Tuesday, 4 March 2014

Course Review: Thread Den Sewing With Stretch

Since beginning sewing I've been fairly hesitant to sew with stretch fabrics. For my first attempt I made up the Skirt as Top Free Scoop Tee pattern. It fitted great but the hem is a shocker and I left the sleeves unfinished to reduce further mistakes. 

I decided to attend a Thread Den Sewing With Stretch Class to hopefully improve my skills in this area. It was quite affordable, especially as it included 6.5 lesson hours over 2 nights. What particularly attracted me to this class was that it covered sewing with stretch on your usual sewing machine as well as using overlocker machines. Thus, I could learn some 'in the mean time skills' and try out an overlocker! Here's a quick review of the class in case anyone is thinking about attending one. FYI, I have no affiliation with Thread Den and these are all my own words and opinions. 

The class was rated at a 3/5 difficulty level and it was suggested that you should have some experience with zips buttonholes and perhaps have used paper patterns. However, I think as long long as you can thread a machine and trace a paper pattern you'll be fine. 

The first night involved a bit of a speech around the history of stretch fabric and the different types on offer. Also covered was how to pre-wash, dry and cut stretch fabrics. Most of this information was super basic but occasionally there was a good tip. For example, when cutting stretch fabric don't let it slip and stretch over the edge of the cutting table as it will distort the fabric you are cutting. 

Spots and stripes. Excuse the clothes horse in the background. 

Afterwards each participants (four in the class) was provided with a one size fits all kimono sleeve slash neck t-shirt pattern to trace and then sew up in fabric which you were asked to bring along. You are asked to thread your machine, taught which stitch is best for use with stretch fabric and then asked to stitch the shoulder seams and up each side. In this class you don't finish the hem, neckline or sleeves at all. The size and unfinished look means the top was destined to be paired with pyjama bottoms imo.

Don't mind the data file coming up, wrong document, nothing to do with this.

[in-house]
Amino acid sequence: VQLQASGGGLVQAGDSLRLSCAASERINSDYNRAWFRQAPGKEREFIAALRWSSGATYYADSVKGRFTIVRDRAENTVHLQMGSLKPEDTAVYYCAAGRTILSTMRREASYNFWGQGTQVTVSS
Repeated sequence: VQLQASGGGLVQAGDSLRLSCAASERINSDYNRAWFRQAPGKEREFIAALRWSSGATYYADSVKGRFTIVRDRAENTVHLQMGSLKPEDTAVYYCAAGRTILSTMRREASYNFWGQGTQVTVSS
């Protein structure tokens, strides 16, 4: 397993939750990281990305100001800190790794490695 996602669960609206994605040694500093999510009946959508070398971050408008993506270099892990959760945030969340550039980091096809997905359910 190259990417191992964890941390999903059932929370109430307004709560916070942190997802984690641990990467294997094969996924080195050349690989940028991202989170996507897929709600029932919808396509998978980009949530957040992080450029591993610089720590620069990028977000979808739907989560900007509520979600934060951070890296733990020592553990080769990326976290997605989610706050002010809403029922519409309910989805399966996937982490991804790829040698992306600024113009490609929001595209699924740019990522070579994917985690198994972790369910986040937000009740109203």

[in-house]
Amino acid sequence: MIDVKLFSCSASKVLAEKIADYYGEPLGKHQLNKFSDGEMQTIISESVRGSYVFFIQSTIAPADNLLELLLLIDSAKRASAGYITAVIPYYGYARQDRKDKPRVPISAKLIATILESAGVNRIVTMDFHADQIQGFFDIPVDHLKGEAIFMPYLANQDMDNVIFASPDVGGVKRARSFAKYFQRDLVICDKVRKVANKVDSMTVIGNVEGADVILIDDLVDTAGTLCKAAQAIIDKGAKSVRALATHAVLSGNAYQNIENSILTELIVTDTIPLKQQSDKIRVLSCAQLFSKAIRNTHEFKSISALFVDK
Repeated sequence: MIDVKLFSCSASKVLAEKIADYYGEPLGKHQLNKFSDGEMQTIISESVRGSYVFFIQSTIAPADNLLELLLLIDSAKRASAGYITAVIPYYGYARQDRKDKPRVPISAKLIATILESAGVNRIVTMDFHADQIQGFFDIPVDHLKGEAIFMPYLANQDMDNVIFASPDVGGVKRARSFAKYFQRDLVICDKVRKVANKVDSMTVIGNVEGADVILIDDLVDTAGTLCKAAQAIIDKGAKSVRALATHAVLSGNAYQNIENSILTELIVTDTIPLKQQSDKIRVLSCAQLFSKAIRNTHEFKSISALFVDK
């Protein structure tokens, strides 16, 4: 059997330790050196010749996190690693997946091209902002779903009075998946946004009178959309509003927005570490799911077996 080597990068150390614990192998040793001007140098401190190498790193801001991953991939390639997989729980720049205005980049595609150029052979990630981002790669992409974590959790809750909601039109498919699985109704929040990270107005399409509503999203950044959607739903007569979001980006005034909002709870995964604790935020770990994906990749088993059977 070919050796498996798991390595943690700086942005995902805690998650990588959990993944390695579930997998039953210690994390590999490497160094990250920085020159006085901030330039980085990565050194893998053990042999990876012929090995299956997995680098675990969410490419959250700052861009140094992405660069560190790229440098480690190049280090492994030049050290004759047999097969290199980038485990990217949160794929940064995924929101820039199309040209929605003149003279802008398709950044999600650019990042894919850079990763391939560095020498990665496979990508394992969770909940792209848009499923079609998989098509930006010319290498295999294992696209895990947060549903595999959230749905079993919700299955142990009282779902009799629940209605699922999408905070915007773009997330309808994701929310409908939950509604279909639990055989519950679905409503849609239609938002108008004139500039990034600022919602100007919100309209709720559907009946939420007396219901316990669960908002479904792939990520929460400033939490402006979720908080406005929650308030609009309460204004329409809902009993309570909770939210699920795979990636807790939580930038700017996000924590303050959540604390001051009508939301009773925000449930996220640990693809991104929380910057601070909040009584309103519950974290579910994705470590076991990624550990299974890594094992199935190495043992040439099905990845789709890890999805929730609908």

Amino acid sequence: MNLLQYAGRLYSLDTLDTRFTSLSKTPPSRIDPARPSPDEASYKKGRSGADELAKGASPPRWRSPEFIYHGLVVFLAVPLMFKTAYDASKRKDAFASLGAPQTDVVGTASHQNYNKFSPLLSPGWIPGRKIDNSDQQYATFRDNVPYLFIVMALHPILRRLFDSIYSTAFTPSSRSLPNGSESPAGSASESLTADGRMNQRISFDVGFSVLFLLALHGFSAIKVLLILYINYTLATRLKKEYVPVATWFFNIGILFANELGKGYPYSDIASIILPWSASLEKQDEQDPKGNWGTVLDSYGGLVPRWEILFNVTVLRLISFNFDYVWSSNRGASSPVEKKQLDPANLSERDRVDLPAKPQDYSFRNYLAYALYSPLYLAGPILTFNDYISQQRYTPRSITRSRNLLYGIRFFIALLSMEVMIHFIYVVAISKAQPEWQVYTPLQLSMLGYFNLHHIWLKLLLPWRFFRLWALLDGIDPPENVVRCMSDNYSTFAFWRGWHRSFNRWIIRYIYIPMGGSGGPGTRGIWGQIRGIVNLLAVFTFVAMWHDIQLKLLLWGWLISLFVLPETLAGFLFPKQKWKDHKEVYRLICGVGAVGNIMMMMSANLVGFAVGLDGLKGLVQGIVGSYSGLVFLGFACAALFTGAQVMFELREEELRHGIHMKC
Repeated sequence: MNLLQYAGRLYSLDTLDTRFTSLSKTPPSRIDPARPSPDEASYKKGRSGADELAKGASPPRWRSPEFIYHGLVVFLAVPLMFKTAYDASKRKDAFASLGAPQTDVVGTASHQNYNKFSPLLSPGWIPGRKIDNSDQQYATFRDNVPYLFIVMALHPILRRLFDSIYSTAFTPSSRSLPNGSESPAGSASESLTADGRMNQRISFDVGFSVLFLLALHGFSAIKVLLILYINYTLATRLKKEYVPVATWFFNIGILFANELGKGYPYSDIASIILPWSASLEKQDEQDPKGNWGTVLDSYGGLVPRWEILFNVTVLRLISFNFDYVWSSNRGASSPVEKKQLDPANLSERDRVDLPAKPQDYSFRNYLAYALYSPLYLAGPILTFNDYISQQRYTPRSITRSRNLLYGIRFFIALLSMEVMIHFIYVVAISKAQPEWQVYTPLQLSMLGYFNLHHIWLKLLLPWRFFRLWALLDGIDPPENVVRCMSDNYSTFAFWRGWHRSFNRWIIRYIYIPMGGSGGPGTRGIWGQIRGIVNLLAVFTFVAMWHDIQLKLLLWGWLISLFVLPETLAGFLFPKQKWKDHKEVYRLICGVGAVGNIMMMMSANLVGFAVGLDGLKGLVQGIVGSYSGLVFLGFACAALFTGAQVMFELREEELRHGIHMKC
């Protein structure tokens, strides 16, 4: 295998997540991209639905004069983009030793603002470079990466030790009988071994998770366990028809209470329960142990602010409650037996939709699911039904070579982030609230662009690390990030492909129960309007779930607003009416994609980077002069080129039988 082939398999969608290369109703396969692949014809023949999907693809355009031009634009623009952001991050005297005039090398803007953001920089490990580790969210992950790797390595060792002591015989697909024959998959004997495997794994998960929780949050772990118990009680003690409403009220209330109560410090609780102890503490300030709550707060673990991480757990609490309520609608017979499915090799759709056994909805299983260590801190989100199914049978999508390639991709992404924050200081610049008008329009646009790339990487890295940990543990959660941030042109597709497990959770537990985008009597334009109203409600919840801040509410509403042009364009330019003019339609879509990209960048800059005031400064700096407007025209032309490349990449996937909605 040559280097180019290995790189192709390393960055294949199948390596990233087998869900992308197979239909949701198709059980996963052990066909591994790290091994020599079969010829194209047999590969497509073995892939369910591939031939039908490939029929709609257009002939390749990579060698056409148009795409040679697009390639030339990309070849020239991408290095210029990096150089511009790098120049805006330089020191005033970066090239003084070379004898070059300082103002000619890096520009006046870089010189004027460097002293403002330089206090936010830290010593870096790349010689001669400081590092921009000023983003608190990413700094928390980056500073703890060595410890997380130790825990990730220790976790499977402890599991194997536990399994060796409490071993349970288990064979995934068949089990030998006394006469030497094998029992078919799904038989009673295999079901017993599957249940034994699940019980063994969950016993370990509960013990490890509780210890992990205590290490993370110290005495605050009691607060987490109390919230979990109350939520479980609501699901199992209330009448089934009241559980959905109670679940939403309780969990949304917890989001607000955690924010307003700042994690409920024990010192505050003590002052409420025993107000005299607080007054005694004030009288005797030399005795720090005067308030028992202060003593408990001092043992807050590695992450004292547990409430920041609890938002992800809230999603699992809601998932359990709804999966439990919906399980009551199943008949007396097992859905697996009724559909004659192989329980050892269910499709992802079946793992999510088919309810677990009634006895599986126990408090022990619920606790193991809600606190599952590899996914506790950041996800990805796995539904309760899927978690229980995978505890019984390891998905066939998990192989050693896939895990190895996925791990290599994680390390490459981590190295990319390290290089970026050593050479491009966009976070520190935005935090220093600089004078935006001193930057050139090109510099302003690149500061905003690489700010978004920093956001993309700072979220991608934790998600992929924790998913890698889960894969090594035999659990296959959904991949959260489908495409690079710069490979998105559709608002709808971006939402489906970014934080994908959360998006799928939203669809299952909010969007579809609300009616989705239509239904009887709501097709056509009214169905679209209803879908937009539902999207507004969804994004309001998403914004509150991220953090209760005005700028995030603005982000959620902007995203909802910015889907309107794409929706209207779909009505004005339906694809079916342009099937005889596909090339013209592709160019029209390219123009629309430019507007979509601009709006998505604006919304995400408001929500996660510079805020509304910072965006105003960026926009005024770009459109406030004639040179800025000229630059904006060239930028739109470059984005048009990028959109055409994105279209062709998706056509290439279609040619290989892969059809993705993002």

For the second class you're asked to bring along a 2 way stretch (which you are taught how to identify) for a more fitted top. A pattern is provided based only on your bust size. I would have like to be able to grade out the pattern to make it a little looser around my hips. Even with the super two way stretch I find it a little unflattering.

In this class we had the option of using the sewing machine or the overlocker. I put my hand up for the overlocker and I'm a changed women! It whizzed up the side seams and arms so fast. And boy are flat sleeve insertions quick and easy to sew (another benefit of sewing with stretch fabrics). We were taught how to draft our own neck ribbing by measuring around the neckline, multiplying by .75  and adding seam allowance. This is a good tip but I found my ribbing a little tight for my neckline (measurement error I guess).

Unfortunately I had to leave the class a little early so I didn't get the chance to finish the hem or sleeves. I bought a twin needle to finish them at home but my sewing machine has refused to obey me! I re-threaded them, adjusted the tension and the thread length but gave up in the end. The left needle just wont play nice. Also, my machine doesn't have the lightening bolt stretch stitch which does a neater job of sewing with stitch than a tiny zig zag stitch. More than anything this class really just showed me how badly I need an overlocker and how wonderful they are. I would recommend this class for a beginner sewer who has never sewn with stretch fabric before. 

Perhaps it's more flattering tucked in?


  1. Great that you are getting into sewing with knits Liz - it's just like anything else with sewing, you get better with practice and the right tools certainly make things a lot easier :)

    1. Thanks Renee. I'm actually not too afraid with sewing with knits, especially after trying on more suitable sewing machines and overlockers. Unfortunately, my sewing machine just isn't up for it. Need to start an overlocker piggy bank.

  2. I've always wondered what the classes were like at Thread Den. I might have to look into this myself, as I've been wanting to learn how to sew with knits.

    p.s. I recently came across your blog and am enjoying the sewing inspiration!

    1. Hi Diane,
      I'm glad you found this helpful. It's tricky deciding on which class provider to go with. I'd really like to try some Tessuti classes in the near future too.

      Thanks for popping by :)